Fr. Francis Tushim who replaced Fr. Gannon as pastor found it necessary to oversee many alterations in the church due to the changes in the Liturgy. Perhaps the most difficult change involved the transition from the standard Latin Mass to the English with more participation on the part of the congregation. These changes were not always understood or welcomed at first by the parishioners who loved the traditional Latin mass. Consequently, Fr. Tushim had the double task of incorporating the changes and reconciling the traditionalists to the new ways.

The altar was dismantled and replace by a simple oak table type altar. The altar railing was entirely removed. Sliding doors had already been installed behind the altar. They opened into the parish center. The platform was enlarged. Fr. Tushim replace a smaller electric organ with the beautiful large on that is still used. Eventually new lights were added, white oak benches were purchased and installed and the sanctuary, vestibule and aisles were carpeted. Mary Tushim, Father's sister, kept house for him, kept the altar linens laundered and did countless other jobs at the church for which the parish family will always be grateful.

Fr. Tushim and Fr. Robert Bower (his assistant who supervised the Newman Club) did a commendable job of administering to the spiritual needs of the ever increasing Catholic population in Edinboro. But the expansion of Edinboro College and the rapid growth of the town itself made a Newman Apostolate near the college imperative. So in the fall of 1970 a Newman Center was built on the campus thereby easing the pressure of numbers. Fr. Bower was assigned there as pastor.

Fr. Tushim remained as sole pastor of Our Lady of the Lake until May, 1972, at which time he left to become pastor of Immaculate Heart of Mary Church in Mercer. Rev. John Daniszewski, ("Fr. Dan" as he was affectionately called) served but a short time as pastor of Our Lady of the Lake from May 1972 until July 1973.

Rev. Edward Q. Franz, Ph.D., was appointed in July 1973. He continued in the tradition of family-centered parish activities with a dynamic participation on the part of everyone including himself. The membership of the parish took a sudden leap in new membership in the years between 1973-1975 due to many new people moving into the Edinboro area. To make it easier to get acquainted with the newcomers as well as to keep in touch with old friends the parish successfully instituted a Coffee and Social hour following Sunday Mass. These Socials were held several times throughout the year and are always an enjoyable occasion.

Up until about 1965, the responsibility for the religious education of the children was solely that of the priests and sisters. Since that time qualified lay people have shared in this awesome and rewarding task. Classroom space has been provided by dividing the area in the balcony of the center. This work was done by Bill Nesbitt. Classes are also held on the floor of the center by using dividers to separate the classes. In recent years the entire church community of Edinboro has made use of this space in the ecumenical summer Bible school program for children.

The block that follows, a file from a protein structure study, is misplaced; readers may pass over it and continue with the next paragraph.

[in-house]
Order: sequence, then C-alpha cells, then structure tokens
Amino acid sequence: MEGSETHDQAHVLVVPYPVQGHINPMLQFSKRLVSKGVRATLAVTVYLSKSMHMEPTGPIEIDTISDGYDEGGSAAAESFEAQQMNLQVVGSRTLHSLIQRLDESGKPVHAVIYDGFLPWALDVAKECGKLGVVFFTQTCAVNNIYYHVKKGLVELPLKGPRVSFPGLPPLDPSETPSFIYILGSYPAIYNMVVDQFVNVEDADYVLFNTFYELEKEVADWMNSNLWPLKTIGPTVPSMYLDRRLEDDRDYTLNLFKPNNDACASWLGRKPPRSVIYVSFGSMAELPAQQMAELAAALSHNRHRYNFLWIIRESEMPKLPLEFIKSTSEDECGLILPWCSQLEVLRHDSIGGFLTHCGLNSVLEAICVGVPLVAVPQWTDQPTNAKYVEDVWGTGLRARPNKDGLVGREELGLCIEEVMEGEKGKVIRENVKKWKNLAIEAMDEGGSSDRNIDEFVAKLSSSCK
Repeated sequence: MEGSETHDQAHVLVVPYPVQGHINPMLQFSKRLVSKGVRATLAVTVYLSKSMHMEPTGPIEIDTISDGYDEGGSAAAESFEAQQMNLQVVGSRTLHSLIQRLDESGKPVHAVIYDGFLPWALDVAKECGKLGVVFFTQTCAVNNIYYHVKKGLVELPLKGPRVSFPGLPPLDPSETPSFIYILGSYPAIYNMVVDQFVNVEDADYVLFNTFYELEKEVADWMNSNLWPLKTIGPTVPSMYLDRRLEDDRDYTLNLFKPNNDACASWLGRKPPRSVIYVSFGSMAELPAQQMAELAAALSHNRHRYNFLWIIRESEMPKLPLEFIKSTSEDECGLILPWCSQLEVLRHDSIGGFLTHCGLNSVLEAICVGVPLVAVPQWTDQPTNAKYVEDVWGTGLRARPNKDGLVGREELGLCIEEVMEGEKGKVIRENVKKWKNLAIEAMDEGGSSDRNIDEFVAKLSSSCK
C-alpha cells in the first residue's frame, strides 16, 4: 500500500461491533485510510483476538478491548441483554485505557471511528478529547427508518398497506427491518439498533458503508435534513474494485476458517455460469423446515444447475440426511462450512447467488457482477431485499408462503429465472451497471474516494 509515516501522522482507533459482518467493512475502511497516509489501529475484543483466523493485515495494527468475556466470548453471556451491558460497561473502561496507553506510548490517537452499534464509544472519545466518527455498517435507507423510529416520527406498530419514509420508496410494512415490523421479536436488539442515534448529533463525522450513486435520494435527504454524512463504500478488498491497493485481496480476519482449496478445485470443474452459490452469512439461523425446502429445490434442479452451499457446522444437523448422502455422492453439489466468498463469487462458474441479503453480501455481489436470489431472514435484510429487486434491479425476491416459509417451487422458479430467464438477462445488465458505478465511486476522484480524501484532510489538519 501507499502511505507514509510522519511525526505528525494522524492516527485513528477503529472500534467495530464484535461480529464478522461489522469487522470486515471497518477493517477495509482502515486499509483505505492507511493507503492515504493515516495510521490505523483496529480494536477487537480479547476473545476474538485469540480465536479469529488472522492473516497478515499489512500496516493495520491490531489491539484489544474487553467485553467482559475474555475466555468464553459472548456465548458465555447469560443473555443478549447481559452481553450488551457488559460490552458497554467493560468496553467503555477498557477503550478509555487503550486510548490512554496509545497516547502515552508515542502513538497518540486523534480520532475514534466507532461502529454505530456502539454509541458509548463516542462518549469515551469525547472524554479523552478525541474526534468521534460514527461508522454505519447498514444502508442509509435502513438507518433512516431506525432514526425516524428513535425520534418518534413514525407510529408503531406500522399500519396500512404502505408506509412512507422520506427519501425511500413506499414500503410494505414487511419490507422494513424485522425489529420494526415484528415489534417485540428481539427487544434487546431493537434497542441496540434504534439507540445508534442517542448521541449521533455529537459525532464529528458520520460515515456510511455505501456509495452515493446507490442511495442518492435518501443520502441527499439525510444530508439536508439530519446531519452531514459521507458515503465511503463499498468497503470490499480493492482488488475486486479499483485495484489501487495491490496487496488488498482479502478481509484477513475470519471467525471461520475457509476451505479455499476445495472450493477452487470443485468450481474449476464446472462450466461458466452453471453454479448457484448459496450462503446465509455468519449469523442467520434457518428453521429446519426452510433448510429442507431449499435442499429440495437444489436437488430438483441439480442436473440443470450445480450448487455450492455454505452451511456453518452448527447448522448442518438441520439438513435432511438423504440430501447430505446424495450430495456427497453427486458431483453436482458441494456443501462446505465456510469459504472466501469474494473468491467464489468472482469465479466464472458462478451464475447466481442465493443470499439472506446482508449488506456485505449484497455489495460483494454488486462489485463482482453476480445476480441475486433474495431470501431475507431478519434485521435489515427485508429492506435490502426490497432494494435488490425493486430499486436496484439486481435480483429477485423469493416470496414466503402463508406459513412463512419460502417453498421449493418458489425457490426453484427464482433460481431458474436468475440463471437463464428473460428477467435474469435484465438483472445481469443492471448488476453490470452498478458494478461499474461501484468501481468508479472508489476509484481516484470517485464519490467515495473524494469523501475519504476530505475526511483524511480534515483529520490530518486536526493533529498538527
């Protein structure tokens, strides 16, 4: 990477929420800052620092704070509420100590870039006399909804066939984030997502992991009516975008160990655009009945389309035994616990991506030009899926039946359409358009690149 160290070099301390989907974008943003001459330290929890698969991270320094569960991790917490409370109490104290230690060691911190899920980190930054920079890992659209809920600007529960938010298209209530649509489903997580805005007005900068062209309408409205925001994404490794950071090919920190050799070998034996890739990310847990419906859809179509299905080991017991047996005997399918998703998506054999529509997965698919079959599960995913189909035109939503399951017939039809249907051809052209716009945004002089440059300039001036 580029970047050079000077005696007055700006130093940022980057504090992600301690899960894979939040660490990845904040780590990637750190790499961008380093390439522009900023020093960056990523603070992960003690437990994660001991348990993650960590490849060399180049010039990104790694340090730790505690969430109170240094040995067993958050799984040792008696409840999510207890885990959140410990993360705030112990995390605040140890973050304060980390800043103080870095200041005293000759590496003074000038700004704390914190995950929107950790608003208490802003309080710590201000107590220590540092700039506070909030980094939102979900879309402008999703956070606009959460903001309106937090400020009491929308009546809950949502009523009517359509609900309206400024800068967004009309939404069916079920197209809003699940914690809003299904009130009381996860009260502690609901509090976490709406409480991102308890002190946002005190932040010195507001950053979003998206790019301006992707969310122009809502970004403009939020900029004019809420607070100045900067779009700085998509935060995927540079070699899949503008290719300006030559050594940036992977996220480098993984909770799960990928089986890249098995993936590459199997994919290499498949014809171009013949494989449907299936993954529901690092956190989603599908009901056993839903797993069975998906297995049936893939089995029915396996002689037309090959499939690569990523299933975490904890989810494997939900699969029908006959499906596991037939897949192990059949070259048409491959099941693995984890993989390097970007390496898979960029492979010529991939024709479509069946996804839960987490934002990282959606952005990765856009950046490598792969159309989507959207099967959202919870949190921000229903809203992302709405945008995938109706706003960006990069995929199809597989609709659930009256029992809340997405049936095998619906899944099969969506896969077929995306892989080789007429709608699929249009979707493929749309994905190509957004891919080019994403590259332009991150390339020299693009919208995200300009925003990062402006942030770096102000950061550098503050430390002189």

Larry Hermann had been working on the construction of a brick base in the churchyard. It now serves as a permanent platform for a statue of Our Lady which was placed there in 1975. The Altar and Rosary Society recently purchased this statue with funds from individual donors combined with their own.

Our Lady of the Lake Church has been distinguished by a variety of occupations, nationalities, and vocations. From the very beginning, working together, have been farmers, artists, businessmen, those in the medical profession, laborers, authors, musicians, and educators of every discipline. It is believed that petty differences among people dissolve in hard work done in the servitude of God and cool to a precious unity of spirit and purpose. The result can be as in the instance of Our Lady of the Lake Church, a beautiful edifice which speaks gently of labor done for the love of God.

It is an appropriate coincidence that Our Lady of the Lake should be celebrating its 25th Anniversary concurrently with the Bicentennial Celebration of America in 1975. For it is due to those qualities of character that have come to be known as characteristically American - ingenuity and perserverance - displayed dynamically by those men and women who worked so hard for the establishment of the parish church in Edinboro that now in a matter of 25 years, there is not only one but two Catholic churches in the town.

It was somewhat of a revolutionary act by Pope John when he dusted off the old traditions of Catholicism and opened the doors to the fresh air of the Ecumenical Council. In willing obedience, the Catholic church has given up many of its precious ornamental furnishings and private modes of worship in the spirit of simplicity and more communal devotion. The youth, especially the young men and women of the Newman Club, has become a knowledgeable and progressive force in the church and the community. Their contributions of music and art have made the Folk Mass a moving religious experience.

Although still very much a part of the Church in Rome, the Catholic Church in the United States proudly emerges in the American Bicentennial year as distinctly American and Our Lady of the Lake shares in that distinction.

Addenda: Landscaping - lawn by Joe Ondrey, John Banke, Al Herrman, A. Doucette, Pat Flynn, Mr. Snyder. Frames for Stations-Cabinets in Sacristy by Kyser Brothers.

COMPILED AND WRITTEN BY: Mrs. Pasquale Angelo in 1975.